First Words

It is with great embarrassment that I confess that my daughter’s first word was “mall.” This was shortly followed by “shoes.” I don’t even want to think about what this must say about me. Ironically, it says little about her.

Anyone who knows my daughter knows that fashion is of no concern to her. Her only rule is comfort—although this has a daily changing definition and frequently does not fit into the norm of what you and I might define as comfort. For example, she takes after my husband and is quite thin. Pants cannot be loose under any circumstances. And when she was in kindergarten it was our morning ritual for her to throw a temper tantrum about her socks. Of course in hindsight I wonder why I just didn’t let her go without them—it only gets so cold in North Carolina in the winter.

But I digress. Yes her first words were shopping centric, but the point is she spoke them pretty early. And she continued to develop language skills at a fairly rapid rate. I’m sure there were many factors that influenced her language development. What I learned recently from researchers here at FPG is that I also was lucky that she was in a quality child care program.

I have always been under the misguided notion that parents could make up for anything academic that might be lacking in a child care environment. Perhaps this was how I made myself feel better since I had to go back to work when she was three months old.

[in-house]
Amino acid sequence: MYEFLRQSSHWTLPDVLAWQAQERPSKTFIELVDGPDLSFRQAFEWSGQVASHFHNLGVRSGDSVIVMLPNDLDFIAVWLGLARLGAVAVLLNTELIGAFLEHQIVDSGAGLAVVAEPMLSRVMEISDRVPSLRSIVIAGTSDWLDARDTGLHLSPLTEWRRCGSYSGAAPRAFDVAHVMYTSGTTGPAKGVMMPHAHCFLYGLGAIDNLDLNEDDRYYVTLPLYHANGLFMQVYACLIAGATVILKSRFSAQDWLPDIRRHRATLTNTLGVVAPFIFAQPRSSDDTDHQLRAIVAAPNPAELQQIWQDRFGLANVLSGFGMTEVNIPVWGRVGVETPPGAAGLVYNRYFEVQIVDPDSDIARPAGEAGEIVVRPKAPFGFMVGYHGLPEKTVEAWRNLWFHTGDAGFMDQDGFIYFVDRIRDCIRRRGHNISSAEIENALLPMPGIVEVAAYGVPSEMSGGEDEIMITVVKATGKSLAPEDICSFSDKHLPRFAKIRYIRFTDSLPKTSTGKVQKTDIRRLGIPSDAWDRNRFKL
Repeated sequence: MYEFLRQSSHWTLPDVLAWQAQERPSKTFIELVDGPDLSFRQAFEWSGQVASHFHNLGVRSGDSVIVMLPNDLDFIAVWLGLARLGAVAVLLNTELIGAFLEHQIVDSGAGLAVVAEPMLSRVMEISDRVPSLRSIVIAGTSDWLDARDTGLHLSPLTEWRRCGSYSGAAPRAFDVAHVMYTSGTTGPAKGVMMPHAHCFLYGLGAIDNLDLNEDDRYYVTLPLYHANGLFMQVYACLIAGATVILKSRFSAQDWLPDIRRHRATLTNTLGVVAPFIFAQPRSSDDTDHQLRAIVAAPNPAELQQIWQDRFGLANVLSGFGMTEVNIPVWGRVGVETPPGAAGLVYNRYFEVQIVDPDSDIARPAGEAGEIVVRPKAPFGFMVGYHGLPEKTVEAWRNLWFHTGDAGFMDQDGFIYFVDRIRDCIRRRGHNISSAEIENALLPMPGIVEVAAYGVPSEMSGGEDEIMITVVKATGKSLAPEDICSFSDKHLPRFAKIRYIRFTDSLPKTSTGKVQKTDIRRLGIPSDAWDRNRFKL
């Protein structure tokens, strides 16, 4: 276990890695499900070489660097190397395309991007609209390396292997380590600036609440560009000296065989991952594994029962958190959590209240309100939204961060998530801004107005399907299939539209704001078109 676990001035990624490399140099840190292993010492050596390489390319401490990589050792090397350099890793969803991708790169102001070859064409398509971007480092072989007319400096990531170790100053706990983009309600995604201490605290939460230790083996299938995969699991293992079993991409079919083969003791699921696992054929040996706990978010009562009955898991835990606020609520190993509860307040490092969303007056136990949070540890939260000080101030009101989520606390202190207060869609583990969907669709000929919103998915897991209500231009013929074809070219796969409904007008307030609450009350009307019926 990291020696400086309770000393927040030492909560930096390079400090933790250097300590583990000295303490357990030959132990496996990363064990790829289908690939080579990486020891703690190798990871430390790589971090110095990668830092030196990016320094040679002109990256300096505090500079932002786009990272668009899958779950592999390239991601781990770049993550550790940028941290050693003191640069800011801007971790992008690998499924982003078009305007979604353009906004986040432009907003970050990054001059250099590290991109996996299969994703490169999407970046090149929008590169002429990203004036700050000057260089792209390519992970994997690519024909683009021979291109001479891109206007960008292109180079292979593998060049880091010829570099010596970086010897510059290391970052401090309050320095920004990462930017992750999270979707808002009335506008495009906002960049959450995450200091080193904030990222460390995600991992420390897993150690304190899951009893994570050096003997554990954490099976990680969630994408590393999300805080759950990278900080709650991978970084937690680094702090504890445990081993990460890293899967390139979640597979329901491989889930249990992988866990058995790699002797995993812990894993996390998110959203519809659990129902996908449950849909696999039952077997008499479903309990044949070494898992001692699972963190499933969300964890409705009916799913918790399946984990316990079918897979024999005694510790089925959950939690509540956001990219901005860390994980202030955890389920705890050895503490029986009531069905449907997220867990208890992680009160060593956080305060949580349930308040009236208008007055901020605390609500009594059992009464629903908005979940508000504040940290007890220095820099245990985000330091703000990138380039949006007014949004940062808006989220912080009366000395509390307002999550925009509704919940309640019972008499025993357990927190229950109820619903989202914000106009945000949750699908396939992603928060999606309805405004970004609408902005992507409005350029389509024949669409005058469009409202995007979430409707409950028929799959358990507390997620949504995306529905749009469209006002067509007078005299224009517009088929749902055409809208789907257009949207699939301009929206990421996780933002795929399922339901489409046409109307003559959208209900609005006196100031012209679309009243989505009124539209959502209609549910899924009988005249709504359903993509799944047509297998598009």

Well I was wrong. This study showed that in every language development measurement used, children in higher quality child care programs significantly outperformed those in lower quality care. The kids in the study all came from two-parent families who had some level of higher education and were of middle income.

So how do you find a quality program? There are lots of resources out there to help guide you. One that I used when looking at childcare programs was an interview sheet I downloaded from BabyCenter. They have an updated version available online. The National Association for the Education of Young Children also is a good resource.

If you want more info about the study, you can read the summary online.

Advertisements

Leave a comment

Filed under child development, FPG Child Development Institute, language development, parenting, research

Leave a Reply

Fill in your details below or click an icon to log in:

WordPress.com Logo

You are commenting using your WordPress.com account. Log Out / Change )

Twitter picture

You are commenting using your Twitter account. Log Out / Change )

Facebook photo

You are commenting using your Facebook account. Log Out / Change )

Google+ photo

You are commenting using your Google+ account. Log Out / Change )

Connecting to %s